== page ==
We recommend consideration of whether natal male (transwomen) and natal female (transmen) service users would benefit from separate services, ensuring the privacy and dignity of all service users and recognising that dysphoria in males and females may have different causes and treatments.
2. Should a fee for obtaining a Gender Recognition Certificate be removed or retained? Are there other financial burdens on applicants that could be removed or retained?
The fee should be retained. The application fee of £140 may in any event be reduced or removed if a fee remission applies (income under £20,000 pa) and this should be signalled more clearly.
Many Government processes incur application fees (as well as requirements for documentation, assessments, tests etc.). By way of comparison, an Adult Passport costs £75-£85 plus the same amount per renewal / replacement. Registration as a British citizen costs £1,206. Other fees are also involved, e.g. £50 for the Life in the UK test. Indefinite leave to remain costs £2,389.
Cost does not appear to be a significant issue for applicants; there was only one mention of the GRC being too costly in the GRPUG notes.
3. Should the requirement for a diagnosis of gender dysphoria be removed?
No. Removing the requirement for a gender dysphoria (or “gender incongruence”) diagnosis would result in gender self-identification, which has already been rejected by the Government after an extensive open consultation.
“Gender dysphoria” was recently removed from the WHO International Classification of Diseases list of mental illnesses, but was replaced with “gender incongruence” in a new section on “sexual health.” It was not removed altogether because campaigners did not want it removed altogether as that would prevent people getting “treatment” funded by insurers. Those calling for the removal of the requirement for a diagnosis will no doubt continue to expect that the NHS should pay for their “treatment”.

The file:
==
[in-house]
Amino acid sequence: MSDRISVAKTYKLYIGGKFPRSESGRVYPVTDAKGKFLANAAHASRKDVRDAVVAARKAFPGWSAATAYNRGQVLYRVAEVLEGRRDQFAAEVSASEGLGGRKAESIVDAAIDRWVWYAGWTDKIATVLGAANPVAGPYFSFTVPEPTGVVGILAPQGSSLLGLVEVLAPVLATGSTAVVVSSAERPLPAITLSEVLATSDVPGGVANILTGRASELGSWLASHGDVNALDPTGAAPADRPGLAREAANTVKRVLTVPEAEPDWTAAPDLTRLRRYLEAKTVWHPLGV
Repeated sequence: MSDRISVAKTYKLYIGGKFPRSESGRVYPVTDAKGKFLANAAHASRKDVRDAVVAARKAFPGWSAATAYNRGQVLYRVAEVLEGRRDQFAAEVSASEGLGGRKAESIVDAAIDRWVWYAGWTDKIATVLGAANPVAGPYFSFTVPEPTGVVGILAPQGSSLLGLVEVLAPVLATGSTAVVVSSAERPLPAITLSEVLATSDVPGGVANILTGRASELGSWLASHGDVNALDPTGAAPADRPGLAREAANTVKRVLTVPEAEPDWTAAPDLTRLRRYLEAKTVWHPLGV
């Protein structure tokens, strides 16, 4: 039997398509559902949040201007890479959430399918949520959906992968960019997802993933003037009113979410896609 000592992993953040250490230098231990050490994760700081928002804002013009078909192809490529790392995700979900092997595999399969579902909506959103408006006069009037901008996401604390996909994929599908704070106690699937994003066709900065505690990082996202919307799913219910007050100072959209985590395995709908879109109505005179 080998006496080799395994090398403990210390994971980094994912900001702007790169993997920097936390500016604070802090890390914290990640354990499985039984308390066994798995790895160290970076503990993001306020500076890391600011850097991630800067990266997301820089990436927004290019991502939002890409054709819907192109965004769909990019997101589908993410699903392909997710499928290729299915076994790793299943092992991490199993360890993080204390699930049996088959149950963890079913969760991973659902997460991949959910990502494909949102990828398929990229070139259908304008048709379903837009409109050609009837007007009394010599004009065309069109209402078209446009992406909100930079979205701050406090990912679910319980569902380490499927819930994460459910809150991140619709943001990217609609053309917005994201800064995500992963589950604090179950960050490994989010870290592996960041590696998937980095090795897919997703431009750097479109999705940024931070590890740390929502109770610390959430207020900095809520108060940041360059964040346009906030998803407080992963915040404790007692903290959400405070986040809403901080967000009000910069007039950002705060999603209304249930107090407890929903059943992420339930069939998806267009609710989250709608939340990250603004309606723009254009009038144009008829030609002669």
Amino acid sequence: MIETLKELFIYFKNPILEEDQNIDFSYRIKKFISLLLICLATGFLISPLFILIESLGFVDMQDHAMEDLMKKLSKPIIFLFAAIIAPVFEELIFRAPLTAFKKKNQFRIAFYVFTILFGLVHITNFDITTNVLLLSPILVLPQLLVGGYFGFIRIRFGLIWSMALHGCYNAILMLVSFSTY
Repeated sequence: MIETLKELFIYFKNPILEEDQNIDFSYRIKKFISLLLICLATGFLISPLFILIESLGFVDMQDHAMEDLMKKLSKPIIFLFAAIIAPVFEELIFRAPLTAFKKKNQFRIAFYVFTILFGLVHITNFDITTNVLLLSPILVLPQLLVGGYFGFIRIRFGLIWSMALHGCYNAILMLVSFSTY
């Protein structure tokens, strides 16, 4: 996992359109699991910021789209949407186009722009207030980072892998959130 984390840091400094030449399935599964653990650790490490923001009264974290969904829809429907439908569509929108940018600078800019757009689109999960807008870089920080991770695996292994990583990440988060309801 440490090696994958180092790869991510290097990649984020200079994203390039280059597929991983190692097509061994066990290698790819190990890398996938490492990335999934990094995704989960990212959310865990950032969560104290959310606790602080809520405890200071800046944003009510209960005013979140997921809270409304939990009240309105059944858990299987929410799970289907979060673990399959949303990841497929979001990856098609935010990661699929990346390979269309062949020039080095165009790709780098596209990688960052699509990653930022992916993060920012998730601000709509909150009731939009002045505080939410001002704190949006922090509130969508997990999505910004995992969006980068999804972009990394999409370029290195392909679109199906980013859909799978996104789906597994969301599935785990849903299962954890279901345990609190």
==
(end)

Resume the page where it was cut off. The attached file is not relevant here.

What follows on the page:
There is no public support for removing the requirement of a diagnosis. In a recent YouGov poll, 63% of all respondents and 67% of women respondents agreed that “a person should have to obtain a doctor’s approval to change their legal gender”. 
Our society and legal system recognise two sexes, male and female, with different needs based on their differing physical characteristics. Regrettably, men as a class pose a threat to women as a class, owing to greater size, physical strength and statistically greater propensity to violence. It is appropriate for society and the legal system to protect women.
Gender self-identification overturns those protections in unexamined ways. Every reference in statute or jurisprudence to female or male, girl, boy, woman, man, mother, father, daughter, son, sister, brother are references to binary, sexed bodies. The legal and policy implications of the redefinition of those words to include people of the opposite sex based on self-identification simply have not been thought through.
Hansard records the Gender Recognition Bill debates show (i) that the Government expressly did not intend the GRA to have the wide-ranging effects of today and (ii) that the GRA was expected to apply to only approximately 5,000 people.
Goodwin, which prior to the GRA was the leading case on gender recognition, noted (at §87) that there was no threat of “overturning the entire system” given that the number of transsexuals in the UK was estimated at only 2,000 – 5,000, and (at §91) that although there would be legal repercussions these were not insuperable “if confined to the case of fully achieved and post-operative transsexuals.” Applying this logic, if gender recognition is not so confined, then the legal repercussions are likely to be insuperable and there may even be a threat of “overturning the entire system”
There should be a balance between the rights of women to single sex provision and the rights of transsexuals (the term used in Goodwin). Both are diminished if dysphoria is removed and replaced with gender identity to which societal consent is minimal, scientific consensus uncertain, legal opinion divided and some in the affected communities at loggerheads.
4. Should there be changes to the requirement for individuals to have lived in their acquired gender for at least two years?
We consider that there should be a material and objective gateway to changing sex for legal purposes rather than self-identification. Nonetheless, there are two problems with the current requirement to live in the “acquired gender”:
It is a fundamental principle of the law that it must be accessible, intelligible, clear and predictable. A requirement to “have lived in [an] acquired gender” is none of these, particularly in relation to the current medical focus of the GRA and also to self-identification.
“Living in an acquired gender” is a subjective concept, and one which relies on harmful and retrogressive stereotypes when an attempt is made at objectivity. Stereotypical gender roles are beginning to fade away; men have careers in fashion and beauty, or in childcare, or stay at home to raise their children whilst their female partner works. Likewise, a woman may eschew feminine beauty such as wearing makeup, eschew society’s dress norms and/or pursue a career in (still) male dominated fields.